>> Thursday, November 05, 2009
I've always found the approach to religious neutrality employed by (amongst many other countries) France, which includes a ban on religious headscarves in public schools, to be deeply misguided and paternalistic at best, and thinly veiled racism at worst. This anecdote certainly doesn't do much to change my mind:
When (the Stasi Commission) looked for a discrete Muslim sign, which could be tolerated in schools like the Christian Cross of the Star of David, it came up with 'Fatima's hands.' The choice could not have been more inept. Fatima's hands are not religious signs but a kind of talisman traditionally called khomsa and worn by older Magrebi women. the khomsa was renamed 'Fatima's hand' by the French colonists, presumably because 'Fatima' was the homogenizing, depersonalizing, and racist name given indiscriminately to Algerian women. No doubt young French Muslims rejoiced at being officially allowed to wear what at best was a meaningless and non-Islamic sign, and at worst reminded them of colonial paternalism.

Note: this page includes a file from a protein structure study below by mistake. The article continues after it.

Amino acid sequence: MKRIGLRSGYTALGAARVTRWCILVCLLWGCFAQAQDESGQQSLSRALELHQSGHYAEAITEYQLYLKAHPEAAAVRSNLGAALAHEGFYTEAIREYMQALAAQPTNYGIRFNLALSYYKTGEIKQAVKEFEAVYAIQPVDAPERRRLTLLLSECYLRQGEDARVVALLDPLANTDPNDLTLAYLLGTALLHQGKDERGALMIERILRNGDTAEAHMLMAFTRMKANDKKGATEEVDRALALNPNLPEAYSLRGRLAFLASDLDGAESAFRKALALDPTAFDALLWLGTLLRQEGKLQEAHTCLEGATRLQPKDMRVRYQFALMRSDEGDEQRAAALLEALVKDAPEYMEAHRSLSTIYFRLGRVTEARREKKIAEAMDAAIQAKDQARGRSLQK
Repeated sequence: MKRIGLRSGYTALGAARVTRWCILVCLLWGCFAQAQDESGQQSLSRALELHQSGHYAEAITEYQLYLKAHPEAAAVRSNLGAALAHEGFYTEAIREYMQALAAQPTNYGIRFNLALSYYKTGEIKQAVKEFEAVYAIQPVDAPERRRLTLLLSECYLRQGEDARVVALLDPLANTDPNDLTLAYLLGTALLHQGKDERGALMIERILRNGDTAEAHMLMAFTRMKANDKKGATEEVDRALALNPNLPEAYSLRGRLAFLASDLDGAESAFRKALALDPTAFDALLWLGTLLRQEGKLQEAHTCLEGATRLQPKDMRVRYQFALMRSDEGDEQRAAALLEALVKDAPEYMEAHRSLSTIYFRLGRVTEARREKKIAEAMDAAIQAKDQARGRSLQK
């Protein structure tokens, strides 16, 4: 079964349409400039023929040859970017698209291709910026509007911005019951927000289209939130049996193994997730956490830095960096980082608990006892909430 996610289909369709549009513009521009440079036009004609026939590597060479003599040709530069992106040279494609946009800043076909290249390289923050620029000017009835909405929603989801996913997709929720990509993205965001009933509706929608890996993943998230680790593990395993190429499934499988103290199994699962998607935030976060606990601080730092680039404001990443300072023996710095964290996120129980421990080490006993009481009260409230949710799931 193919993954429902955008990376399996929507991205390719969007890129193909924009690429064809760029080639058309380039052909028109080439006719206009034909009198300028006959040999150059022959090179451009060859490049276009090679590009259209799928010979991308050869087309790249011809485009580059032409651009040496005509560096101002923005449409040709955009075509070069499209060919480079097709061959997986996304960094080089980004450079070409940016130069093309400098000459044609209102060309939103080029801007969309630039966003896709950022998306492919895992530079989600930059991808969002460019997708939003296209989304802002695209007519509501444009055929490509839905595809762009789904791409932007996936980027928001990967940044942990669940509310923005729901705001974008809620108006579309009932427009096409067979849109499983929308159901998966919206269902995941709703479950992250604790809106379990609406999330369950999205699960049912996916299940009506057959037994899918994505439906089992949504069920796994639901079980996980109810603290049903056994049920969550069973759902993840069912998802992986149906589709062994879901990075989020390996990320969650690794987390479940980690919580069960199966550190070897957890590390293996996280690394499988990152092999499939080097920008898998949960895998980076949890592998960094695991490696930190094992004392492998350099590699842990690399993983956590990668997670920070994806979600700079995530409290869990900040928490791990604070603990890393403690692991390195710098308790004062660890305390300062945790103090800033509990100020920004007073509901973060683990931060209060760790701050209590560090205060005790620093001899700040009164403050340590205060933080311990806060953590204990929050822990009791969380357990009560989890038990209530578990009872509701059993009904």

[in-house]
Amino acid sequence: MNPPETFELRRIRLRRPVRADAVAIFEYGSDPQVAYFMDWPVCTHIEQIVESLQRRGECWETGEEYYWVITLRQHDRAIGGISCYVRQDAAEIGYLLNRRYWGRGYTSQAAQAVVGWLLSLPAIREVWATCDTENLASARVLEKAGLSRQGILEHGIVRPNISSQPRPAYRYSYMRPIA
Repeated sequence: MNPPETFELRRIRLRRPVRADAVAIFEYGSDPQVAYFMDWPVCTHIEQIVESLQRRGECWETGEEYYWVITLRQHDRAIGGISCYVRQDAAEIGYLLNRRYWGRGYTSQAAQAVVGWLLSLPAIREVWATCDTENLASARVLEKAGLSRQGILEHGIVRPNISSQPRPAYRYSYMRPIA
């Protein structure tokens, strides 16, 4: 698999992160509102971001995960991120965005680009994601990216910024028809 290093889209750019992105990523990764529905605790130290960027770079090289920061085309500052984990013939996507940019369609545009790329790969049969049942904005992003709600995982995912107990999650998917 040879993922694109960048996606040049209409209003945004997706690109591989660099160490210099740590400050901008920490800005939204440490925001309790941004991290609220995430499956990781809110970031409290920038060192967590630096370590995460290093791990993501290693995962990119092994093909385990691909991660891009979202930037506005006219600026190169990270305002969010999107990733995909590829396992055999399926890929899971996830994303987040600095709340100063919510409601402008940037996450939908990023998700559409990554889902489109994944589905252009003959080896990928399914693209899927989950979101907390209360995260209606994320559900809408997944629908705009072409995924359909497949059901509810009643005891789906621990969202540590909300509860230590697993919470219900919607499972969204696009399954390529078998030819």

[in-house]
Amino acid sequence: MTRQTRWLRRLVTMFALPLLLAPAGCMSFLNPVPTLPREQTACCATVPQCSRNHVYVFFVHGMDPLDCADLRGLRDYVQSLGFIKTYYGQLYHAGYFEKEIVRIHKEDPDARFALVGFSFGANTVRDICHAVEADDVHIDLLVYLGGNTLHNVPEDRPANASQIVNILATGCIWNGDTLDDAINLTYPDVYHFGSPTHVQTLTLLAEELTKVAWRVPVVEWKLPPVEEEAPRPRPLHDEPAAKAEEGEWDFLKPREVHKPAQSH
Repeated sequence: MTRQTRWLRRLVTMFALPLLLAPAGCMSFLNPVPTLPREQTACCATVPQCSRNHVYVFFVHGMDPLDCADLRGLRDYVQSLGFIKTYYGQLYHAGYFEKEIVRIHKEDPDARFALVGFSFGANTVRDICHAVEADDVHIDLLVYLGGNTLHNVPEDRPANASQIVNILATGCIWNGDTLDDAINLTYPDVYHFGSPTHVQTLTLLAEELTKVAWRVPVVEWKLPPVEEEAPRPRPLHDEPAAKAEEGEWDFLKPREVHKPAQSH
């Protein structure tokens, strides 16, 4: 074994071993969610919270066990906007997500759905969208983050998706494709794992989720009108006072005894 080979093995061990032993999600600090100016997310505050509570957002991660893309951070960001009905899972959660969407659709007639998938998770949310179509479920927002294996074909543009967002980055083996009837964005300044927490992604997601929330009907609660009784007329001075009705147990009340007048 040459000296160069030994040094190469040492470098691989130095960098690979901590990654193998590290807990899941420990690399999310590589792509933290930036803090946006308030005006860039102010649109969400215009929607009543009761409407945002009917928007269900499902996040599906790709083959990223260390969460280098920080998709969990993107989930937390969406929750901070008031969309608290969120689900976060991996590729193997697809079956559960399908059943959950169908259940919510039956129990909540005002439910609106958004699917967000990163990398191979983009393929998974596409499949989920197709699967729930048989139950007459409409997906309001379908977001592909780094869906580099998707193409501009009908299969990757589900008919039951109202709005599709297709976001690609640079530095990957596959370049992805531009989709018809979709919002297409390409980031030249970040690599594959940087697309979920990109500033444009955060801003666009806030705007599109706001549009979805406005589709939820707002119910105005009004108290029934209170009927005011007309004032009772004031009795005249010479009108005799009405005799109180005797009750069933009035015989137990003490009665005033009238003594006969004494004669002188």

Cecile Laborde, Critical Republicanism: The Hijab Controversy and Political Philosophy (Oxford University Press, 2008), pp. 133-134.